Some law firms seem to be full-time participants in law firm merger activity. As new markets are entered and competitors gobbled up, the voracious law firms bring to their transactions a wealth of experience their counterparts often lack. If your law firm is thinking about merger for the first time, will a lack of experience

As every new year begins, the idea of law firm merger grabs the attention of more than a few law firm leaders. Although the pandemic impacted the number of law firm mergers closed in 2020, all indications for 2021 suggests a strong merger season. It is no wonder as a well-constructed merger is an effective

Well run law firms annually set aside time to plan for year-end activities and decisions.  In addition to using institutional processes, systems and experience to wrap up the successful (hopefully) year, most firms use that time to plan for the coming year.  Like clockwork, important decisions for the firm’s present and future have often been

Crisis Management Plan on an office desk and papers.

Law firm crisis typically brings financial pressure.  Reduced demand, slow-paying clients, and now due obligations incurred in better times are but a few of the hallmarks of crisis.  As bad as these things can be, the strain can intensify quickly when the

Covid-19 has impacted virtually all law firms.  A few firms have benefitted, some have suffered catastrophe, while the bulk of firms fall somewhere in the middle and forge ahead as best they can.

Whether leadership for this third group is plugging a leaky dike or simply boosting morale, the focus on short-term survival is a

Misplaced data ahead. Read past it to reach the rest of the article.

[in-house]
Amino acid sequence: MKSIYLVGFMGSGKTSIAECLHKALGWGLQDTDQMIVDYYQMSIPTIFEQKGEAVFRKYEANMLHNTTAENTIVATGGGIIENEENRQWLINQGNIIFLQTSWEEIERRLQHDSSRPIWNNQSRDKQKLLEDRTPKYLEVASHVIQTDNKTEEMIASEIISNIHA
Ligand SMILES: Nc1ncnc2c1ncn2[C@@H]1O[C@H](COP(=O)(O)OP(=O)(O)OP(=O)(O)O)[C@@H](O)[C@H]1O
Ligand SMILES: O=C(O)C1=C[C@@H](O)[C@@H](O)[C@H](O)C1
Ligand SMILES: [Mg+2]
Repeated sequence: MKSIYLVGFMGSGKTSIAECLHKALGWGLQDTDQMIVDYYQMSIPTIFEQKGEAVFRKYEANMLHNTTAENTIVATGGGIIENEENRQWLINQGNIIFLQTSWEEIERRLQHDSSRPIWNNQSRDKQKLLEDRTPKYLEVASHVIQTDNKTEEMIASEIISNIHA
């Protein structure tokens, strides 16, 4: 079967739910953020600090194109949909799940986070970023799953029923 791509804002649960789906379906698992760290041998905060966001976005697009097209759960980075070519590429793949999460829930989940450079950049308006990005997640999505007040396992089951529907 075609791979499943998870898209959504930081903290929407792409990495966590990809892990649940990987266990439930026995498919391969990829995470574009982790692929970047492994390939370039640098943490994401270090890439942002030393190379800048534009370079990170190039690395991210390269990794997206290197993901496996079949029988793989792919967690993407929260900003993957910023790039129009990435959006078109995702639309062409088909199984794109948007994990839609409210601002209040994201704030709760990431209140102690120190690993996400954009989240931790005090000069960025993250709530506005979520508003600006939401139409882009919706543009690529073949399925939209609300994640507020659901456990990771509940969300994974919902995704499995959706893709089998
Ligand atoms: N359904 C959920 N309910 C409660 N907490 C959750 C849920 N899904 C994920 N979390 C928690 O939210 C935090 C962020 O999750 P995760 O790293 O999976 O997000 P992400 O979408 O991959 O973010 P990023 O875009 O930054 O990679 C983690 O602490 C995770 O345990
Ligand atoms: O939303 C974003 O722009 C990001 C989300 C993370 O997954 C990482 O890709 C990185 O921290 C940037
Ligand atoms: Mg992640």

The Coronavirus is causing broad-based law firm disruption.  Reports of law firms reducing draws, decreasing salaries, furloughing or laying off of lawyers and staff, and modifying summer associate programs appear daily.  Besides creating concern for health and well-being, the pandemic presents real and substantial challenges for law firms.  All firms will feel it, and some

A law firm in crisis is in a different world—a world in which leadership must learn to adapt.  It is a place that requires thinking differently, acting decisively, and making choices count.  In battling crisis mistakes inevitably happen, but successful crisis leaders keep the number and magnitude small.  A law firm leader flexes brain muscles

Recent years have been good for law firms of all kinds and sizes.  But good days can’t last forever.  Whether the next downturn hurting law firms gets traced to a world-wide virus, political disruption, or just a plain old recession, it doesn’t really matter. What matters for law firms having to ride the looming bumpy

For a lot of law firms, “business as usual” is like a favorite pair of shoes-they seem to fit and sure feel comfortable. When that is the case, falling back on usual practices continues as long as there is no pressure to change.  But once a watershed event occurs that shakes the foundations of management

Although many law firms are enjoying increased demand, revenues and profitability, not all firms are so fortunate.  For the firms seeing a sustained slackening of demand, there is no shortage of ideas on how to combat the problem.   “Work harder,” “get out and hustle,” and “reconnect with your relationships,” are but a few of the